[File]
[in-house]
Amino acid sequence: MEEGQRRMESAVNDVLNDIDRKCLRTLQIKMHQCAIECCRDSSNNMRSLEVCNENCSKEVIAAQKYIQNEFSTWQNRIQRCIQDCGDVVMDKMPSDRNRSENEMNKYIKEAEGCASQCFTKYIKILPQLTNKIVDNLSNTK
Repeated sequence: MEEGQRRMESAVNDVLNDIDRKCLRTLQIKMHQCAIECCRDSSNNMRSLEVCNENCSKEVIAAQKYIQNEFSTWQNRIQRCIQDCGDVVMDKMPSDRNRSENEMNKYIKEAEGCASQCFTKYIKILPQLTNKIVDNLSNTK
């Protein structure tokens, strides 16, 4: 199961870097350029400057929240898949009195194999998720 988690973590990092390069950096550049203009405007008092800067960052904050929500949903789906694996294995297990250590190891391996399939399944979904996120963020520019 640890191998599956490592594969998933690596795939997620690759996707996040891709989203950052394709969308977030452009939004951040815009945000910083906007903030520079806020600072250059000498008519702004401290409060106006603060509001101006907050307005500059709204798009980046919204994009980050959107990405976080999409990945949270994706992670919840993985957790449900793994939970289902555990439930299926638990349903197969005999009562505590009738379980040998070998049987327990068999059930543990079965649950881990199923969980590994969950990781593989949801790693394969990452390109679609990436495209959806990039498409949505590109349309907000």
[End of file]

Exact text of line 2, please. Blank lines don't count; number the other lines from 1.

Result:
Amino acid sequence: MEEGQRRMESAVNDVLNDIDRKCLRTLQIKMHQCAIECCRDSSNNMRSLEVCNENCSKEVIAAQKYIQNEFSTWQNRIQRCIQDCGDVVMDKMPSDRNRSENEMNKYIKEAEGCASQCFTKYIKILPQLTNKIVDNLSNTK